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Premiere: Cemento Atlantico’s “Trung Sisters”

Cemento Atlantico‘s Rotte Interotte has been one of my favorite releases of the year so far. The album is an enthusiastic love letter to globetrotting: a unique electronic album composed of an amalgam of sounds from far-flung corners of the world that meet in unusual ways. I’m honored to host the American premiere of the video for “Trung Sisters,” a neat cut from the record.

The video for “Trung Sisters” is a study on packing a lot of meaning into a minimalist concept. (I’m becoming fond of these types of videos!) The song itself is a walking-speed electro cut that uses a recording of an improvised lute session in Hanoi as the lead melody. The lute is undergirded by patient yet subtly insistent beats that keep the piece going forward.

The video plays into the tensions of slow and fast, contrasting images against each other at length. The first concept places a solid floral textile in the mid-ground, with hands from a dancer in the foreground and a full shot of an elegant dancer in the background. The layering of static and moving images produces a tension that reflects that of the song.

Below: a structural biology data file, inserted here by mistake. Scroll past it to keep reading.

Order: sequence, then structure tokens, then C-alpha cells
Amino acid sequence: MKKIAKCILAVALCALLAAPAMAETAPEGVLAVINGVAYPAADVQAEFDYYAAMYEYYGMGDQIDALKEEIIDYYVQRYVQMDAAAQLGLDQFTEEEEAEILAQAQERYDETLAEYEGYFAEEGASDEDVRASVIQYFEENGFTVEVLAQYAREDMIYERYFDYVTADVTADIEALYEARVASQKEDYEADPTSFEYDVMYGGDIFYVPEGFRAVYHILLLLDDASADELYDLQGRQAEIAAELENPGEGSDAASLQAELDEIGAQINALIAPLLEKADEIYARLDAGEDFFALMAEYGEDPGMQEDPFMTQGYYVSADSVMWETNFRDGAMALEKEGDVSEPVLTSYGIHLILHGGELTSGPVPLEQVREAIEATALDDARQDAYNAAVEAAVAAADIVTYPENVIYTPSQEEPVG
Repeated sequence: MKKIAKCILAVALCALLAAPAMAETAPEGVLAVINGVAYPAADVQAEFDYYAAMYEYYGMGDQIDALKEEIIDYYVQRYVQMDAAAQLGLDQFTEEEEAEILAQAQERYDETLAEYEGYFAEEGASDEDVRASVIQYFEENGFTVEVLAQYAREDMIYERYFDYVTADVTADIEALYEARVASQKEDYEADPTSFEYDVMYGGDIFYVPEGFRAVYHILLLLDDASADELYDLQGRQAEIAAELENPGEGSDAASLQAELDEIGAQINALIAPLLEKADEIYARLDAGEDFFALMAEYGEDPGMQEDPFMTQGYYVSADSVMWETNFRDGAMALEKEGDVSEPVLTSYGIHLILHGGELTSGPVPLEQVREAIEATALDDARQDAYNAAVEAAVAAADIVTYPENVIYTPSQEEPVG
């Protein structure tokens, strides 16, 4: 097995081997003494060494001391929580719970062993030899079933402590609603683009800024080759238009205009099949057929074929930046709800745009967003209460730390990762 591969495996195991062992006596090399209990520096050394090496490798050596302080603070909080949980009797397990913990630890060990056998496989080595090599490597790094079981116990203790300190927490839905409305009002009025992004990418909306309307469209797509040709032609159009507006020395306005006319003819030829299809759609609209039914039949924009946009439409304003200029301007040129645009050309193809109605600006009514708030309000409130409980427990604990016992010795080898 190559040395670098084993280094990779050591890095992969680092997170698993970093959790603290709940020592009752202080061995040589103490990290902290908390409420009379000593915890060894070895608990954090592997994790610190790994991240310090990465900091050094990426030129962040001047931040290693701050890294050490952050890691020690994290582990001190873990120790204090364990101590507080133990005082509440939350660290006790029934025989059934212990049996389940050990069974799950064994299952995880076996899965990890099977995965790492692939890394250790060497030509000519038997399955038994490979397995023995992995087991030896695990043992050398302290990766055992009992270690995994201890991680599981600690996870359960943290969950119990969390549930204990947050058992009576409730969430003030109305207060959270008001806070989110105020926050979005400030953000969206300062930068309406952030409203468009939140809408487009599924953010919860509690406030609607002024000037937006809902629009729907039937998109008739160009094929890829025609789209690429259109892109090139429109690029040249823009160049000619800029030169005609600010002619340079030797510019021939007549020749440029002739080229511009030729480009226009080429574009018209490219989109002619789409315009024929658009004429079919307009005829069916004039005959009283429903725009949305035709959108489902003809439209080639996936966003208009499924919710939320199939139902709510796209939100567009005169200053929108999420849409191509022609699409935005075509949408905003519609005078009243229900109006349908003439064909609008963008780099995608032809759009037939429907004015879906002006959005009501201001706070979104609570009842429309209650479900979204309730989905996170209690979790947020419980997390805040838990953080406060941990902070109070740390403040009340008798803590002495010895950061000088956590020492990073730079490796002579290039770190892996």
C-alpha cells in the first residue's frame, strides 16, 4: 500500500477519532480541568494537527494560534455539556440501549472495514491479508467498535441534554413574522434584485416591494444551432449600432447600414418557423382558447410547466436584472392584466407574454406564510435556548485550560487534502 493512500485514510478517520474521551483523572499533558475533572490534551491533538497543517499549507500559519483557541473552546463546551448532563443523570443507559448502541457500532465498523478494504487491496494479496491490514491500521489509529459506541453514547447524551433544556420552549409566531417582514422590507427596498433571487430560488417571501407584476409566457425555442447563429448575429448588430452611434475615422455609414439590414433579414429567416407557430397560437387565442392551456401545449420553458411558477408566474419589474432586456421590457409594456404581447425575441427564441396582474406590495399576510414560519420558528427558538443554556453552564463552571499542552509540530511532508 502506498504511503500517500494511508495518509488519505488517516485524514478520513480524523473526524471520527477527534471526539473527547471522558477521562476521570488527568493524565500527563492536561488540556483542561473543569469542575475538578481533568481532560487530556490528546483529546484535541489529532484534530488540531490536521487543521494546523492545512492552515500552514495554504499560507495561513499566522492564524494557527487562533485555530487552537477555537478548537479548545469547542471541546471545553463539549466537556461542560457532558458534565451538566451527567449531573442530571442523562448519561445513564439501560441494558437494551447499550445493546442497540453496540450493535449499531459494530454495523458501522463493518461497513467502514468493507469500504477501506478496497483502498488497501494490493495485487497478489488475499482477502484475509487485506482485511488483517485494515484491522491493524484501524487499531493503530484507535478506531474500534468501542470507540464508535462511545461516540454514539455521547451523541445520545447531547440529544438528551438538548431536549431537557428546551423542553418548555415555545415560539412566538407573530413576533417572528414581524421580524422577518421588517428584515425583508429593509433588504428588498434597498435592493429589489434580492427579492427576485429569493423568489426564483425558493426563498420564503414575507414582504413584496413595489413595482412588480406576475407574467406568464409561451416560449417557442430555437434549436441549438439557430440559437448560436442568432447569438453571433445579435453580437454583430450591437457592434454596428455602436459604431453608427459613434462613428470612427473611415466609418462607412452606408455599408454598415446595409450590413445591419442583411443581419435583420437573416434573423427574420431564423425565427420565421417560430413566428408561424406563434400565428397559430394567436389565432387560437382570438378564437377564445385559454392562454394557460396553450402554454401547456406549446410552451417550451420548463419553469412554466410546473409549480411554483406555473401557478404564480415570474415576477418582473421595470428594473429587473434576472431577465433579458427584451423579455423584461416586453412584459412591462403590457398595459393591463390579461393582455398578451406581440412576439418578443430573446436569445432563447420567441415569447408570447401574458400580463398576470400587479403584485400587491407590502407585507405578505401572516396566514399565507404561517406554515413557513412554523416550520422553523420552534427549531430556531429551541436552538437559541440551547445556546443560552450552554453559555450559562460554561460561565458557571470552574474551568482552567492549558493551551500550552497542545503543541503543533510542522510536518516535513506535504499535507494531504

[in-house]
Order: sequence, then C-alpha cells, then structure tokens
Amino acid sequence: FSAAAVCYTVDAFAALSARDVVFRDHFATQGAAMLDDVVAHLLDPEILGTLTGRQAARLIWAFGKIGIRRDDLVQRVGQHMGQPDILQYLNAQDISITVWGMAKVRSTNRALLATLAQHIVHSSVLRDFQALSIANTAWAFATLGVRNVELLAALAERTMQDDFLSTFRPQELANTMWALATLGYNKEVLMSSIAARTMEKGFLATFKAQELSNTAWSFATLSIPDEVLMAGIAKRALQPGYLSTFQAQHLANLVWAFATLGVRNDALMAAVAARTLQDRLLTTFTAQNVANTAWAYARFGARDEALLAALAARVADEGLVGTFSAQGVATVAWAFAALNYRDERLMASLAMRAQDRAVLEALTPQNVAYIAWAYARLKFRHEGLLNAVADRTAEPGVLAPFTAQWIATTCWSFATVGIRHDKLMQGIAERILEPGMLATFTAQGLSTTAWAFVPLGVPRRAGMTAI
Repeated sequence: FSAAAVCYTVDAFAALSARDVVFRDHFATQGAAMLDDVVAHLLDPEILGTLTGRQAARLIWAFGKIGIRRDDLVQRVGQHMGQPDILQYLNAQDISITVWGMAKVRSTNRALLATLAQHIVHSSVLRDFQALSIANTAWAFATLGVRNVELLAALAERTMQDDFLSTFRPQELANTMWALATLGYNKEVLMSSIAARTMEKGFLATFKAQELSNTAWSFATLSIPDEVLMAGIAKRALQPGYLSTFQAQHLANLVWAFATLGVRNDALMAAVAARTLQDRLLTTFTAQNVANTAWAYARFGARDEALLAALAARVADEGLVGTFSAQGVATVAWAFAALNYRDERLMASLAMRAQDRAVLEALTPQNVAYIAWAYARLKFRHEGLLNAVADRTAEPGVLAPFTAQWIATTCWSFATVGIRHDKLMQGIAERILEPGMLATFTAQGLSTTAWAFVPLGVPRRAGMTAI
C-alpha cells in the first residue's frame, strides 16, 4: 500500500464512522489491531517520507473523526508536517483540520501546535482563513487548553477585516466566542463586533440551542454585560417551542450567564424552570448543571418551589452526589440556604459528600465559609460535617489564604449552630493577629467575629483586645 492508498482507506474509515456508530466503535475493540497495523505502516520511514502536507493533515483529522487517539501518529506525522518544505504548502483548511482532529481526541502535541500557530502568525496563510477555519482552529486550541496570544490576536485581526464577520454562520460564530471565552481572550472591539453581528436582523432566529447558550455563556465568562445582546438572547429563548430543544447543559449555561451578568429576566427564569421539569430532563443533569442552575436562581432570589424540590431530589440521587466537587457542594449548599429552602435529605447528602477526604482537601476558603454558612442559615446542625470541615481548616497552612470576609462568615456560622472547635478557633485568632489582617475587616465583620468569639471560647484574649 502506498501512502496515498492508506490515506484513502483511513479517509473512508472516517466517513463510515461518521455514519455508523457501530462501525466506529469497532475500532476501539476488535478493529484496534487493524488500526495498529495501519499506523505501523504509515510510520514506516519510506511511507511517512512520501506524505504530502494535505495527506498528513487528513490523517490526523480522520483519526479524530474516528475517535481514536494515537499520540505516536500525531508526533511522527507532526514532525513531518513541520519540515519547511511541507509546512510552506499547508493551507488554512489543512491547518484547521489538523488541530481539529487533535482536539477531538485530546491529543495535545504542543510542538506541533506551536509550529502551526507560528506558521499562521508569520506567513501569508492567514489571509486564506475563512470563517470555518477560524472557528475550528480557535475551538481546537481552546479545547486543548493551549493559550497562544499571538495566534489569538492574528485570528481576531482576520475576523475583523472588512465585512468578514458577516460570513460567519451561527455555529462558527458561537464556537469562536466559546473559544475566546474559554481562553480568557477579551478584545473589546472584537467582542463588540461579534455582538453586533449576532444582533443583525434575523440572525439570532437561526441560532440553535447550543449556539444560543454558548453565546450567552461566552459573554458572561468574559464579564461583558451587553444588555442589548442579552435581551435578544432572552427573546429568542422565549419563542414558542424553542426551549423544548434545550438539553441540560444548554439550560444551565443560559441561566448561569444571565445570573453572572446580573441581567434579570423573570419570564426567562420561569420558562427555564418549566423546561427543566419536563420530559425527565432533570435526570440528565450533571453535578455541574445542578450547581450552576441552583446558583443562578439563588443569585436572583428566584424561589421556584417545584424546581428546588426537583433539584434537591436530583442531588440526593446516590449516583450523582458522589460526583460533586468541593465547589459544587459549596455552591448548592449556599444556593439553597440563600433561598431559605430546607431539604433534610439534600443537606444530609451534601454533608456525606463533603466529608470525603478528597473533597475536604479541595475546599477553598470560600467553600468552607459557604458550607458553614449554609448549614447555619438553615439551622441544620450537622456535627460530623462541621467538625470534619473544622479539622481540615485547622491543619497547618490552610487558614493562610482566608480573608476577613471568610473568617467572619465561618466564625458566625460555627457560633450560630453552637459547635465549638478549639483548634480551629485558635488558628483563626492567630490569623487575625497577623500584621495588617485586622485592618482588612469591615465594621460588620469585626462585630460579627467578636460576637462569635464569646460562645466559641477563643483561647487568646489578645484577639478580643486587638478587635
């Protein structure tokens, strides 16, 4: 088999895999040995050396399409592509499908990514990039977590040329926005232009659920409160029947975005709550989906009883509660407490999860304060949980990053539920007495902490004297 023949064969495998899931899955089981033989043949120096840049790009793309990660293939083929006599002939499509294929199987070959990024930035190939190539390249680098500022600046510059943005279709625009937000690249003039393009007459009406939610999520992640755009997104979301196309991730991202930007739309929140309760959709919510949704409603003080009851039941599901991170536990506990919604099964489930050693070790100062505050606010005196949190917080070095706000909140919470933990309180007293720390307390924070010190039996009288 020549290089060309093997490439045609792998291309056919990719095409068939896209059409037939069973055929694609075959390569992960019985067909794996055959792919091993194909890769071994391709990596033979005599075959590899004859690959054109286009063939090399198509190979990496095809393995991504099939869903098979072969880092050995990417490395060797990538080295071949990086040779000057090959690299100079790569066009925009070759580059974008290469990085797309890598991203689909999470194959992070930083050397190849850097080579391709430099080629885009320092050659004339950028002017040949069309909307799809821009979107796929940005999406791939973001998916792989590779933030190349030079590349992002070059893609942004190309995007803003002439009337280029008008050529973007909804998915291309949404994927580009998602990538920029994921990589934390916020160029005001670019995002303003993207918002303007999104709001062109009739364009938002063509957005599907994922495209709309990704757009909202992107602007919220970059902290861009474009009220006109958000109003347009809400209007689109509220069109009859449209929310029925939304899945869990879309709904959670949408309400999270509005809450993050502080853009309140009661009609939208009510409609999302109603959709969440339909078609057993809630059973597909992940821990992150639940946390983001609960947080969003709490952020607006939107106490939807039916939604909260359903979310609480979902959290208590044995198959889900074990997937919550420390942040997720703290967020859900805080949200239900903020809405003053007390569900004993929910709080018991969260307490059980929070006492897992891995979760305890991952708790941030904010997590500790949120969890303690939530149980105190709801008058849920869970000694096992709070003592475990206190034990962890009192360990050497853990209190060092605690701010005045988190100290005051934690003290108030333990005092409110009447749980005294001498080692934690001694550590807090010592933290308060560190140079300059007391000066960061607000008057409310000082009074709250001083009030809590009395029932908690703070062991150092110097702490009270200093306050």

The second concept, which starts at 1:15 and continues for the rest of the piece, manipulates the image of a slow-motion dancer (with head covered) in a variety of ways. The image gaps, stutters, morphs, doubles, has a second dancer image superimposed on the original, even is subsumed in an image of raging fire. Given the story of the Trưng sisters, there are many layers of symbolism, context, and commentary here. It is a video that honors thought and consideration over repeated watchings. It’s a great piece.

Cemento Atlantico‘s Rotte Interotte is out now.